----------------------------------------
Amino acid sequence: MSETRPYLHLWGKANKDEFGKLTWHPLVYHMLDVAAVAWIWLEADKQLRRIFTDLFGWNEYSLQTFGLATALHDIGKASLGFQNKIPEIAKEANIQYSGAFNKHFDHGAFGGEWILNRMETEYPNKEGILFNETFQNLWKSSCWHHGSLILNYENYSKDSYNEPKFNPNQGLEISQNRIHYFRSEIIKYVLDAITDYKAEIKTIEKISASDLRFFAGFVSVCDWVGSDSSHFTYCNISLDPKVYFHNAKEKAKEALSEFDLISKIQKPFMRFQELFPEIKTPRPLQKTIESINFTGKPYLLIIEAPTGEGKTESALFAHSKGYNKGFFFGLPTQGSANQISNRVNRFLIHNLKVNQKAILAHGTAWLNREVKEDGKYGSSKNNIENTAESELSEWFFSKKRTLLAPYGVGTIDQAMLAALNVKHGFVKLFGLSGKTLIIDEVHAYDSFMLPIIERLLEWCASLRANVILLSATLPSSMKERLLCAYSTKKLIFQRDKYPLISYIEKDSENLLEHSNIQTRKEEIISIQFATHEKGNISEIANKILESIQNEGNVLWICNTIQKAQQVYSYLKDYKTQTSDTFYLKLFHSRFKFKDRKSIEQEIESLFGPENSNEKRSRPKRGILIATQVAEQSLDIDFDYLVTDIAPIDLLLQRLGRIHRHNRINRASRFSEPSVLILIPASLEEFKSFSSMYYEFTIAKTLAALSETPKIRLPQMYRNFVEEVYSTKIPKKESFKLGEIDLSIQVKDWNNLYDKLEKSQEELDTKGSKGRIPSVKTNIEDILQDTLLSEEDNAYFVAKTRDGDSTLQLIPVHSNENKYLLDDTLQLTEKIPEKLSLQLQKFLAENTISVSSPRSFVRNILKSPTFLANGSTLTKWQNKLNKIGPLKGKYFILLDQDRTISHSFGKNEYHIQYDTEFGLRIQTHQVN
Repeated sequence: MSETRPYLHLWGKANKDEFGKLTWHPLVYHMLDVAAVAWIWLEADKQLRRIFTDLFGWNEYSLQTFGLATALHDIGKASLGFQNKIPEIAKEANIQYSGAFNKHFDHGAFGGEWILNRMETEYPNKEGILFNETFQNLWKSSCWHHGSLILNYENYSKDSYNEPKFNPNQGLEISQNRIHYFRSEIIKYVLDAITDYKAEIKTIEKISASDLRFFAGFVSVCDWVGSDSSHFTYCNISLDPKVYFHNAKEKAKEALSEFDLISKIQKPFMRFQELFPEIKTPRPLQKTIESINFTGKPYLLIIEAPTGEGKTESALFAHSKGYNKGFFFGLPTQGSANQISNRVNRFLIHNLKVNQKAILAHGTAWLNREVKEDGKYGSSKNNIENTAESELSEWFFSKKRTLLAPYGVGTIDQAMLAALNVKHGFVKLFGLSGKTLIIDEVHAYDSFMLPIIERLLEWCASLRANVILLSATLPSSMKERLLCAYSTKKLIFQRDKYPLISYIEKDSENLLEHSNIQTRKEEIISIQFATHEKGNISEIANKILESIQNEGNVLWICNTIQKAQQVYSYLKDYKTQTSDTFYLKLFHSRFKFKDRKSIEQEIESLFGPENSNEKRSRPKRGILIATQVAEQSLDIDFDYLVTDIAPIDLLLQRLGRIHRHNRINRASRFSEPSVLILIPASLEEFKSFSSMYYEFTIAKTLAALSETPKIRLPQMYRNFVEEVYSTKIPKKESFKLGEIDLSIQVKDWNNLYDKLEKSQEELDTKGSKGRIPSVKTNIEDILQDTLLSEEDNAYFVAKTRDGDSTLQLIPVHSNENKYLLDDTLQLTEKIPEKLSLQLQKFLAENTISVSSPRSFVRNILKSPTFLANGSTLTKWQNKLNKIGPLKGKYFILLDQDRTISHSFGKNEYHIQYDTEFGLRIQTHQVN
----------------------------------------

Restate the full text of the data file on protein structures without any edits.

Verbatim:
Amino acid sequence: MSETRPYLHLWGKANKDEFGKLTWHPLVYHMLDVAAVAWIWLEADKQLRRIFTDLFGWNEYSLQTFGLATALHDIGKASLGFQNKIPEIAKEANIQYSGAFNKHFDHGAFGGEWILNRMETEYPNKEGILFNETFQNLWKSSCWHHGSLILNYENYSKDSYNEPKFNPNQGLEISQNRIHYFRSEIIKYVLDAITDYKAEIKTIEKISASDLRFFAGFVSVCDWVGSDSSHFTYCNISLDPKVYFHNAKEKAKEALSEFDLISKIQKPFMRFQELFPEIKTPRPLQKTIESINFTGKPYLLIIEAPTGEGKTESALFAHSKGYNKGFFFGLPTQGSANQISNRVNRFLIHNLKVNQKAILAHGTAWLNREVKEDGKYGSSKNNIENTAESELSEWFFSKKRTLLAPYGVGTIDQAMLAALNVKHGFVKLFGLSGKTLIIDEVHAYDSFMLPIIERLLEWCASLRANVILLSATLPSSMKERLLCAYSTKKLIFQRDKYPLISYIEKDSENLLEHSNIQTRKEEIISIQFATHEKGNISEIANKILESIQNEGNVLWICNTIQKAQQVYSYLKDYKTQTSDTFYLKLFHSRFKFKDRKSIEQEIESLFGPENSNEKRSRPKRGILIATQVAEQSLDIDFDYLVTDIAPIDLLLQRLGRIHRHNRINRASRFSEPSVLILIPASLEEFKSFSSMYYEFTIAKTLAALSETPKIRLPQMYRNFVEEVYSTKIPKKESFKLGEIDLSIQVKDWNNLYDKLEKSQEELDTKGSKGRIPSVKTNIEDILQDTLLSEEDNAYFVAKTRDGDSTLQLIPVHSNENKYLLDDTLQLTEKIPEKLSLQLQKFLAENTISVSSPRSFVRNILKSPTFLANGSTLTKWQNKLNKIGPLKGKYFILLDQDRTISHSFGKNEYHIQYDTEFGLRIQTHQVN
Repeated sequence: MSETRPYLHLWGKANKDEFGKLTWHPLVYHMLDVAAVAWIWLEADKQLRRIFTDLFGWNEYSLQTFGLATALHDIGKASLGFQNKIPEIAKEANIQYSGAFNKHFDHGAFGGEWILNRMETEYPNKEGILFNETFQNLWKSSCWHHGSLILNYENYSKDSYNEPKFNPNQGLEISQNRIHYFRSEIIKYVLDAITDYKAEIKTIEKISASDLRFFAGFVSVCDWVGSDSSHFTYCNISLDPKVYFHNAKEKAKEALSEFDLISKIQKPFMRFQELFPEIKTPRPLQKTIESINFTGKPYLLIIEAPTGEGKTESALFAHSKGYNKGFFFGLPTQGSANQISNRVNRFLIHNLKVNQKAILAHGTAWLNREVKEDGKYGSSKNNIENTAESELSEWFFSKKRTLLAPYGVGTIDQAMLAALNVKHGFVKLFGLSGKTLIIDEVHAYDSFMLPIIERLLEWCASLRANVILLSATLPSSMKERLLCAYSTKKLIFQRDKYPLISYIEKDSENLLEHSNIQTRKEEIISIQFATHEKGNISEIANKILESIQNEGNVLWICNTIQKAQQVYSYLKDYKTQTSDTFYLKLFHSRFKFKDRKSIEQEIESLFGPENSNEKRSRPKRGILIATQVAEQSLDIDFDYLVTDIAPIDLLLQRLGRIHRHNRINRASRFSEPSVLILIPASLEEFKSFSSMYYEFTIAKTLAALSETPKIRLPQMYRNFVEEVYSTKIPKKESFKLGEIDLSIQVKDWNNLYDKLEKSQEELDTKGSKGRIPSVKTNIEDILQDTLLSEEDNAYFVAKTRDGDSTLQLIPVHSNENKYLLDDTLQLTEKIPEKLSLQLQKFLAENTISVSSPRSFVRNILKSPTFLANGSTLTKWQNKLNKIGPLKGKYFILLDQDRTISHSFGKNEYHIQYDTEFGLRIQTHQVN